Xaloy Inc. has new top management committed to marketing its position as a global supplier of plasticizing systems including screws and barrels, melt pumps, screen changers, pelletizers and chill rolls.
That's part of the core of our strategy. We're the only supplier in the industry that supplies products from end to end, said Ron Auletta, CEO and president.
Xaloy continues to develop new technology. At NPE2009, held June 22-26 in Chicago, the firm showcased its nXmix two-stage mixer that operates in-line with a conventional extruder to disperse fillers and additives at low levels of shear, temperature and energy use. It also exhibited a bimetallic extrusion barrel featuring an inlay of X800 tungsten carbide, for wear resistance; the Fusion II screw; the EM-15 screen changer; and a melt pump.
Since an ownership change last year, several new executives have been added at Xaloy's headquarters in New Castle, Pa. Xaloy changed hands between two private equity firms last year. Industrial Growth Partners of San Francisco, which bought Xaloy from Baird Capital Partners, recruited Auletta to take the top position.
Xaloy's longtime president, Walter Cox, left the firm. Also gone are Xaloy veterans Randy Pearson, formerly Xaloy North America president, and Gunther Hoyt, formerly executive vice president.
Auletta, who had been president and CEO at GED Integrated Solutions Inc., a Twinsburg, Ohio, maker of machinery for fabricating vinyl windows and doors, has assembled a management team to direct Xaloy's game plan. One focus is on boosting business around the world.
To strengthen that effort, the firm hired a new vice president of global marketing, Tom Bametzrieder. He came from AMI Doduco, where he was sales and marketing director. Auletta and Bametzrieder outlined Xaloy's strategy in an interview in New Castle before NPE2009.
Bametzrieder said Export, Pa.-based AMI Doduco supplied its electrical components to multinational customers like Eaton Corp.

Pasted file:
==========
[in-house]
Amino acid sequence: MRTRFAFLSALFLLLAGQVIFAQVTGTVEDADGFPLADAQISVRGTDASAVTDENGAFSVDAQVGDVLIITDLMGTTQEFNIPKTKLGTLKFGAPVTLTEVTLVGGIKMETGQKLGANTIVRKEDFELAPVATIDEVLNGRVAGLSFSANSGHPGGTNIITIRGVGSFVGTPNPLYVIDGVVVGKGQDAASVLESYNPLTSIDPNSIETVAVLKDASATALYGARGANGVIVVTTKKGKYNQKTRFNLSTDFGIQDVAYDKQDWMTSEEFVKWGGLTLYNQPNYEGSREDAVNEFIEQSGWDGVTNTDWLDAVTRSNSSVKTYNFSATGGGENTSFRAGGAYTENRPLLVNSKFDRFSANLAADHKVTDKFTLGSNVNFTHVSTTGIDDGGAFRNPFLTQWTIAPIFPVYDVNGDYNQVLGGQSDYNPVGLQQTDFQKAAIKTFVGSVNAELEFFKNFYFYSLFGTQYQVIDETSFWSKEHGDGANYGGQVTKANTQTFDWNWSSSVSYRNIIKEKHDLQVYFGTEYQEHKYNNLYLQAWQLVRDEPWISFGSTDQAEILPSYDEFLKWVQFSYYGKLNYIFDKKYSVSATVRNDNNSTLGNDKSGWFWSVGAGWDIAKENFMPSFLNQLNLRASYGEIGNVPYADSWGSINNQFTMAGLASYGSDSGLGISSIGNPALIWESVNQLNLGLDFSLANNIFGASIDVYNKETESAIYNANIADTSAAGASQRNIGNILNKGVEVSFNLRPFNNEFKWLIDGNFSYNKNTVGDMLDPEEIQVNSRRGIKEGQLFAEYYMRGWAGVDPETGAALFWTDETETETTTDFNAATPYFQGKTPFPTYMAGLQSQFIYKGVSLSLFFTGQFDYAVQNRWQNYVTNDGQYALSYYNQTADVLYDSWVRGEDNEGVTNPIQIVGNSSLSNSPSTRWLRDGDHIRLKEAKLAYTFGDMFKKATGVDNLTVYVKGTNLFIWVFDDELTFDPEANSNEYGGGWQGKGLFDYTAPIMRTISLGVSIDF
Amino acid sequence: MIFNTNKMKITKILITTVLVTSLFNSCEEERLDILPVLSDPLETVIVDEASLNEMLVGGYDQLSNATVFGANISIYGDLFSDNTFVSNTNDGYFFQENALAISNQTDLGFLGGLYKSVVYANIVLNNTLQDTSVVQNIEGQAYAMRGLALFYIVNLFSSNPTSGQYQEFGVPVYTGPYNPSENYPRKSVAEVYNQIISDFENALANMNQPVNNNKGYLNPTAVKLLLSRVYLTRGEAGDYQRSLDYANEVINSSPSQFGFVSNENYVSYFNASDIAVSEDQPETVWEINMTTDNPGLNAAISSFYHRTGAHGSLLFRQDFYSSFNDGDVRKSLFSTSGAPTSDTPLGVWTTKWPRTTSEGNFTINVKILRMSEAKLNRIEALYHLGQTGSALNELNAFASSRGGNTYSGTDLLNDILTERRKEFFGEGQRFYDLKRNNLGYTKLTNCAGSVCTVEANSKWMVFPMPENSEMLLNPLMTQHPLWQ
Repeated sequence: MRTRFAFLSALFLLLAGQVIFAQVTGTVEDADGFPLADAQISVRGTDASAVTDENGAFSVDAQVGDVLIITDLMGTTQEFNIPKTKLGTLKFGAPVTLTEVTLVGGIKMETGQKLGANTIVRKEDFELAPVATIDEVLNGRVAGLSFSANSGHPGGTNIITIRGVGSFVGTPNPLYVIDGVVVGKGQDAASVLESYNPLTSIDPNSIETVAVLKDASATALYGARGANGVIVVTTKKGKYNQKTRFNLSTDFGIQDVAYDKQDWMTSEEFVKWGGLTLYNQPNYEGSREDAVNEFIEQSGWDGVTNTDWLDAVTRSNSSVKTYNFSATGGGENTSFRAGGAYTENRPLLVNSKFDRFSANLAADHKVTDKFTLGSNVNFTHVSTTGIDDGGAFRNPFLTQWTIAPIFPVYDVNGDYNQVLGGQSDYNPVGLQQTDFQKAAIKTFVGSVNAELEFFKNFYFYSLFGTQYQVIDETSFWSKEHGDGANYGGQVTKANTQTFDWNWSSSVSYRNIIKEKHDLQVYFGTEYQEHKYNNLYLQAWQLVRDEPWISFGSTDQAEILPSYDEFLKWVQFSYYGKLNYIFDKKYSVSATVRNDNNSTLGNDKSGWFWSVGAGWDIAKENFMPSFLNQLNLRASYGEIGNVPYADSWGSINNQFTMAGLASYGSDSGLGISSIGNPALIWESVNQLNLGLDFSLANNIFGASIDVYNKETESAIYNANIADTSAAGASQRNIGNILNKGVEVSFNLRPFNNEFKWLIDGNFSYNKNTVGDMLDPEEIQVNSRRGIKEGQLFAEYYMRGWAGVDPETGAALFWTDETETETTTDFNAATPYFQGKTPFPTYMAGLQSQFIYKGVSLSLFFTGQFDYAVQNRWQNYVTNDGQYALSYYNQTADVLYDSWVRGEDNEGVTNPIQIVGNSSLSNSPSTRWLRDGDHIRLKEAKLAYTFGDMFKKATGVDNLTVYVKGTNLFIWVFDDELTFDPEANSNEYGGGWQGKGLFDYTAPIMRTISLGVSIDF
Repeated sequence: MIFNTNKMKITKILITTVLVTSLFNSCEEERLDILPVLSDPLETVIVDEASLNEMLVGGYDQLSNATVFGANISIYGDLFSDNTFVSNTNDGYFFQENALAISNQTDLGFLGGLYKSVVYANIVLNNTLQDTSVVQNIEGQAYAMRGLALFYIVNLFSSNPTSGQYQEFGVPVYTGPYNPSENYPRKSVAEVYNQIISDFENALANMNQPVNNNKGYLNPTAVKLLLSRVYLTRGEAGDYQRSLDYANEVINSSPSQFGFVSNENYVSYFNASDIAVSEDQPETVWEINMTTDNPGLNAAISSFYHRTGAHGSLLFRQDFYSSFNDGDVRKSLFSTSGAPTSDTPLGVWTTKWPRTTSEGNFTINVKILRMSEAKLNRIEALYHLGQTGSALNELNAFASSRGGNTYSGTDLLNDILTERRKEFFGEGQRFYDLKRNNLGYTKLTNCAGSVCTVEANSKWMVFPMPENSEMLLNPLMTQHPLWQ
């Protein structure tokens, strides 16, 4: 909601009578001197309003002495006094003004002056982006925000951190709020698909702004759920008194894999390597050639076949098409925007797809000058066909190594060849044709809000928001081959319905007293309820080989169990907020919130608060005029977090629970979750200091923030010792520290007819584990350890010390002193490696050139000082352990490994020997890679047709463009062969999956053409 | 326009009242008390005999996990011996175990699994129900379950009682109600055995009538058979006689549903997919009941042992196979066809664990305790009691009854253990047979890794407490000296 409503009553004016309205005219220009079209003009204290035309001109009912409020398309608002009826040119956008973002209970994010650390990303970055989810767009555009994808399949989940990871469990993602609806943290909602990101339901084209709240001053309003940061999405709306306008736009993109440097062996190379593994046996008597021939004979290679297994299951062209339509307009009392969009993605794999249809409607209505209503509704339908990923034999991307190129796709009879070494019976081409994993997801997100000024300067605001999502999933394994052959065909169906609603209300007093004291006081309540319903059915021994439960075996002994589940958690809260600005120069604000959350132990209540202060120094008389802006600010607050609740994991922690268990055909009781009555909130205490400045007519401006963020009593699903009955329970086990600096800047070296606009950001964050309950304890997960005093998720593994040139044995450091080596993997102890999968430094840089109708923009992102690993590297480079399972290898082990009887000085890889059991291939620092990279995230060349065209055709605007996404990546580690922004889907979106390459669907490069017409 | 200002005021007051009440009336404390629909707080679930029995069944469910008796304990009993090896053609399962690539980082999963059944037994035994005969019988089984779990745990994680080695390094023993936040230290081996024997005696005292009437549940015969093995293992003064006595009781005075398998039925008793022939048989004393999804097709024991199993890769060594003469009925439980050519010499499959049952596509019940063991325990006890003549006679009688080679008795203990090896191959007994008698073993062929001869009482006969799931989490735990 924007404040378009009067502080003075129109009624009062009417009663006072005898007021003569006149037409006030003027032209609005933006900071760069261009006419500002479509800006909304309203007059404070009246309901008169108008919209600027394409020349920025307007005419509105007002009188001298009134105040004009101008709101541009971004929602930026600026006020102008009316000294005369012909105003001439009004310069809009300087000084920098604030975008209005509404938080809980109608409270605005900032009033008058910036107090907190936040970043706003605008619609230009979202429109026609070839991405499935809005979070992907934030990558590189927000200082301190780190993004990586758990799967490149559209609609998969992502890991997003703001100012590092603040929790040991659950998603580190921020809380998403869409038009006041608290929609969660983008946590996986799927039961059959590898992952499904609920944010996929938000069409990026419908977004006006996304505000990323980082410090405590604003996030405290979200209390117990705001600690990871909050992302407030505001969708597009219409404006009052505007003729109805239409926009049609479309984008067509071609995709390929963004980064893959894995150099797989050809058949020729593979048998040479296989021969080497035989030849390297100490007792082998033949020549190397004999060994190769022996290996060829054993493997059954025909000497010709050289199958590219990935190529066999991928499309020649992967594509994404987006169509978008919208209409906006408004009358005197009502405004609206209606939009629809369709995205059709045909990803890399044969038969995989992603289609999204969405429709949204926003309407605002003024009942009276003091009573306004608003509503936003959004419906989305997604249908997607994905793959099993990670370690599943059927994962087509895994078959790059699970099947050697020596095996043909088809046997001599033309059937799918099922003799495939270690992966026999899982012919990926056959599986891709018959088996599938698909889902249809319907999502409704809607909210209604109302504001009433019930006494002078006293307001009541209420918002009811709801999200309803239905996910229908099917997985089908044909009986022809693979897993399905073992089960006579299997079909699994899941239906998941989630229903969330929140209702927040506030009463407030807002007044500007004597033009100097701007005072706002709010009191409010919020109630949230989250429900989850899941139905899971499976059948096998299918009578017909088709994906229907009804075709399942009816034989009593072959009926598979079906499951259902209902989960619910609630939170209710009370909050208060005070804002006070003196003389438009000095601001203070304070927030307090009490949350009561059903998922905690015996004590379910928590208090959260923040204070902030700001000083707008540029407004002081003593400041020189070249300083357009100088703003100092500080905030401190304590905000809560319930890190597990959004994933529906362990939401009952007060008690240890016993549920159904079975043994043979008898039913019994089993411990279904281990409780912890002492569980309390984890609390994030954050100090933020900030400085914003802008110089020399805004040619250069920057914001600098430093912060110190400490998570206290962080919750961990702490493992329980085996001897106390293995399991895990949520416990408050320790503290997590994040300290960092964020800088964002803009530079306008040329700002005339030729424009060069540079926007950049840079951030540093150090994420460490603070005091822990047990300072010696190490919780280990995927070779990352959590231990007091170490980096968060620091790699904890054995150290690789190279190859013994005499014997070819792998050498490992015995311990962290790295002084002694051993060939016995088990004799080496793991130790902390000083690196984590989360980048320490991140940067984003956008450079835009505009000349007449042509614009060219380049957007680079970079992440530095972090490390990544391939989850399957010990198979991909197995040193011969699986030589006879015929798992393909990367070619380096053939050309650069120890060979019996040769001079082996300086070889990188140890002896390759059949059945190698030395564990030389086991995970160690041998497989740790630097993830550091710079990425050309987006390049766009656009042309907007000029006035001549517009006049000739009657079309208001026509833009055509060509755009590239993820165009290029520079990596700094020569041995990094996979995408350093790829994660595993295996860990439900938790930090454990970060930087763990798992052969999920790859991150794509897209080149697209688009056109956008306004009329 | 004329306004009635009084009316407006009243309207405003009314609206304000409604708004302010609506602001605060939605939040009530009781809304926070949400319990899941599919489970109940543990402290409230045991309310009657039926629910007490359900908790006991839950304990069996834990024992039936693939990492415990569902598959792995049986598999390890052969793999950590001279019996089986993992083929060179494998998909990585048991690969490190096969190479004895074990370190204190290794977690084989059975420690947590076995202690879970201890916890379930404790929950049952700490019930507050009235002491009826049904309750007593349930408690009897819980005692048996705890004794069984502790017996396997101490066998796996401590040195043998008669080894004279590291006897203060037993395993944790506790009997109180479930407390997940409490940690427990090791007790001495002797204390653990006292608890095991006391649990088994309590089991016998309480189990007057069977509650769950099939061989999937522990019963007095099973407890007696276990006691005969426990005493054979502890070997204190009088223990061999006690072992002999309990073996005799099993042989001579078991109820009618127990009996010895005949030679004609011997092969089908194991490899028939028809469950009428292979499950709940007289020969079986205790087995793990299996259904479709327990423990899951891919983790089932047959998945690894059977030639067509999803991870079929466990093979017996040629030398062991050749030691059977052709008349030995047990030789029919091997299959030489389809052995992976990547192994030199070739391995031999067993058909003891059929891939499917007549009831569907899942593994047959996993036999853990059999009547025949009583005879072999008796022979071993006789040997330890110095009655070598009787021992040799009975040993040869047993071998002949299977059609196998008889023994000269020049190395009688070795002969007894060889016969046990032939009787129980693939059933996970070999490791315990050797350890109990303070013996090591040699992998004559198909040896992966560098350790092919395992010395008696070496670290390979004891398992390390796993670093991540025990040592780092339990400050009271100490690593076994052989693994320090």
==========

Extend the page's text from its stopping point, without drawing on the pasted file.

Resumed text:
That's much of the premise here, he said. As our customers move, we want to move with them.
Xaloy has added several other executives, including Jeffrey Huskey as vice president of global original equipment sales; Bernd HÃ¶hn, managing director of Europe and Asia; and Steven Purcell, vice president of North American operations.
Despite all the changes, there are plenty of familiar faces at Xaloy as well. Tim Womer, who continues as Xaloy's chief technology officer, is a longtime screw and barrel authority who was president of the Society of Plastics Engineers for 2006-07.
The new executives can help shore up Xaloy's service to global customers, Auletta said.
Being a company based in America, we've done an adequate job of serving our customers here in North America. But I'd venture to say that, where a lot of manufacturing has gone with outsourcing strategies in place, where a lot of the [machinery makers] have moved to outside of North America, we need to be a better company serving those other global markets, he said.
The U.S. plastics equipment market is hurting right now, especially in new injection molding machine sales. That problem has hit the screw and barrel business and made international sales even more important. In 2008, total screw and barrel shipments fell 12 percent, according to the Society of the Plastics Industry Inc. in Washington.
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